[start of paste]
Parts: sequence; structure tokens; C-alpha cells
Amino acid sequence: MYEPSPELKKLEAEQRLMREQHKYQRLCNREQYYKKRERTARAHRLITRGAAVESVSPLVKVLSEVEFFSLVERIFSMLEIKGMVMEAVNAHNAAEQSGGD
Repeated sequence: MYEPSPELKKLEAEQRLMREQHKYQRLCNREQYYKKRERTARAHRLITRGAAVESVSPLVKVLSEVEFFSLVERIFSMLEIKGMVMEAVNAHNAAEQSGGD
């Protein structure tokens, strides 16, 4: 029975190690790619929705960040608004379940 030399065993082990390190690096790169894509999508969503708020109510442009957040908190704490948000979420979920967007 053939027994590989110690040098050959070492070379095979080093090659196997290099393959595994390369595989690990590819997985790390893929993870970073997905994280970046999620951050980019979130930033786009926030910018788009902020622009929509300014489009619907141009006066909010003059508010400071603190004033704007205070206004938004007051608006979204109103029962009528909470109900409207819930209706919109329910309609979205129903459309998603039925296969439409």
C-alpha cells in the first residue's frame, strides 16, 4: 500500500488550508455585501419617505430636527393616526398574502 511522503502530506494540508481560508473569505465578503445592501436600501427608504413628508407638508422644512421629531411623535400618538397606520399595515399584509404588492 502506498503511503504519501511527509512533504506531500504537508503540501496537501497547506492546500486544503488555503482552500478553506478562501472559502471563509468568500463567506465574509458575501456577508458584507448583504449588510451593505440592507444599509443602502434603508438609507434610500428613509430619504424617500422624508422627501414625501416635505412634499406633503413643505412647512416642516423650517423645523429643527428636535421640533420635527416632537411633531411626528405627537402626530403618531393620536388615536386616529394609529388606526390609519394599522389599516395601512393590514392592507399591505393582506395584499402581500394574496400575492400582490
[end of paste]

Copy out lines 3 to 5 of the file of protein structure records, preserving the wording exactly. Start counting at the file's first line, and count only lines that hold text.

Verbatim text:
Repeated sequence: MYEPSPELKKLEAEQRLMREQHKYQRLCNREQYYKKRERTARAHRLITRGAAVESVSPLVKVLSEVEFFSLVERIFSMLEIKGMVMEAVNAHNAAEQSGGD
């Protein structure tokens, strides 16, 4: 029975190690790619929705960040608004379940 030399065993082990390190690096790169894509999508969503708020109510442009957040908190704490948000979420979920967007 053939027994590989110690040098050959070492070379095979080093090659196997290099393959595994390369595989690990590819997985790390893929993870970073997905994280970046999620951050980019979130930033786009926030910018788009902020622009929509300014489009619907141009006066909010003059508010400071603190004033704007205070206004938004007051608006979204109103029962009528909470109900409207819930209706919109329910309609979205129903459309998603039925296969439409």
C-alpha cells in the first residue's frame, strides 16, 4: 500500500488550508455585501419617505430636527393616526398574502 511522503502530506494540508481560508473569505465578503445592501436600501427608504413628508407638508422644512421629531411623535400618538397606520399595515399584509404588492 502506498503511503504519501511527509512533504506531500504537508503540501496537501497547506492546500486544503488555503482552500478553506478562501472559502471563509468568500463567506465574509458575501456577508458584507448583504449588510451593505440592507444599509443602502434603508438609507434610500428613509430619504424617500422624508422627501414625501416635505412634499406633503413643505412647512416642516423650517423645523429643527428636535421640533420635527416632537411633531411626528405627537402626530403618531393620536388615536386616529394609529388606526390609519394599522389599516395601512393590514392592507399591505393582506395584499402581500394574496400575492400582490